Cottonwood Nights

Cottonwood puffs blow through the trees, land on the pond like a migrating flock. 

The Sandhill crane walks silently, tenderly, as if to honor the fluffy seed migration, as if it is as awe-inspiring as her thousand mile travels. 

And it is. 

Turtle heads break the still of the water and receive a laurel of white as they emerge, victors over a harsh winter. 

Deer are near, I can feel their gentle energy, holding the peace.

Grape Hyacinth is only now blooming, having stayed in hibernation past it’s due day. 

It glows. 

Bumble bee buzz around the greenery, yellow warblers dance on a branch and frogs sing their continuous spring song.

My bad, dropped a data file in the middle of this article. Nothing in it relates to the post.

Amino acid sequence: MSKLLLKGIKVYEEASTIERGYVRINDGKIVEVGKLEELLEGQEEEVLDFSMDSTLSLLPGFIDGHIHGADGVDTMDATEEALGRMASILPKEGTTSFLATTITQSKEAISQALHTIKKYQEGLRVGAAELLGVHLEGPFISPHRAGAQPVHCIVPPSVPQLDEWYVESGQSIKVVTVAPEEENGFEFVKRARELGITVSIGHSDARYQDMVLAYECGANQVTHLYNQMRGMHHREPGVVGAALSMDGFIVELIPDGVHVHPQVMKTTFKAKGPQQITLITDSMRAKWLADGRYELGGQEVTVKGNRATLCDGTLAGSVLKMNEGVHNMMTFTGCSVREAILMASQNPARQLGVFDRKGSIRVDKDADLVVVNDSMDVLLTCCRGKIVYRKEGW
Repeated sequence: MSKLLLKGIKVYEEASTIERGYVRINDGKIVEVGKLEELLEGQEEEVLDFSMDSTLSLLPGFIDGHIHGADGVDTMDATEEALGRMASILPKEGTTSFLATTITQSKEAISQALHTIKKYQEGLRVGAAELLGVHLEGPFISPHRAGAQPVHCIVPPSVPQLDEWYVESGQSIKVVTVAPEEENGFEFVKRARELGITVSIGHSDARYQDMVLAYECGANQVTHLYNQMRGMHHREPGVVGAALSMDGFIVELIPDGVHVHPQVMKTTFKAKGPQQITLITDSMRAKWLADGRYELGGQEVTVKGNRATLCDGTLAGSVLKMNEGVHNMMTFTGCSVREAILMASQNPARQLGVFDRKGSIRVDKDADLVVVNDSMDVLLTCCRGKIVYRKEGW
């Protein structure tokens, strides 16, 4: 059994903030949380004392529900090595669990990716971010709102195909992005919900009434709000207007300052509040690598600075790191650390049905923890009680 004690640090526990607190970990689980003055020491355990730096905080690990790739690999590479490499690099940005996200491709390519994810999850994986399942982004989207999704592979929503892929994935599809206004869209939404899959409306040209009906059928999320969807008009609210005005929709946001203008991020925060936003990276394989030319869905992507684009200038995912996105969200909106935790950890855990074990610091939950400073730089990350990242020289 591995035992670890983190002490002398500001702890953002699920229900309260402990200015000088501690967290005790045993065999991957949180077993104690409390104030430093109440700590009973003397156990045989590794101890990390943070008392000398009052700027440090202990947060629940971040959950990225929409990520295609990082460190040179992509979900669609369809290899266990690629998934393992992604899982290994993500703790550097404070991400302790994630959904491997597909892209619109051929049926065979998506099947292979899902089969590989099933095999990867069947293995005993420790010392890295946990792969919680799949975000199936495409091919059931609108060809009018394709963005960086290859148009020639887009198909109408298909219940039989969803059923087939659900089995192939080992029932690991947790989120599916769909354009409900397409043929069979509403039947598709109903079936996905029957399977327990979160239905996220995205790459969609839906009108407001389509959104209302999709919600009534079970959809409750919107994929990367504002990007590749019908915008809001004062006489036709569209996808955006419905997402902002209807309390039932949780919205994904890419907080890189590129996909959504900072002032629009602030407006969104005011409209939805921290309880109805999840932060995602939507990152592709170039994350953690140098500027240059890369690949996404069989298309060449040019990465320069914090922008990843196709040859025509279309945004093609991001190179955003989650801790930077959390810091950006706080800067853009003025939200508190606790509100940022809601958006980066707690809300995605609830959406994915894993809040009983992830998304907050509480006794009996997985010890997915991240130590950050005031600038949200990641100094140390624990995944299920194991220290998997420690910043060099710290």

So much life.

The crane’s mate joins her and onward they walk looking for a nesting place: together, in silence. 

My days are often filled with noise; it is around me, and in me. And yet here, by this tiny pond, where life buzzes, peeps, whistles and sings, it is quiet. 

It is a different sort of quiet. A living quiet.

Quiet enough to hear my heart speak.

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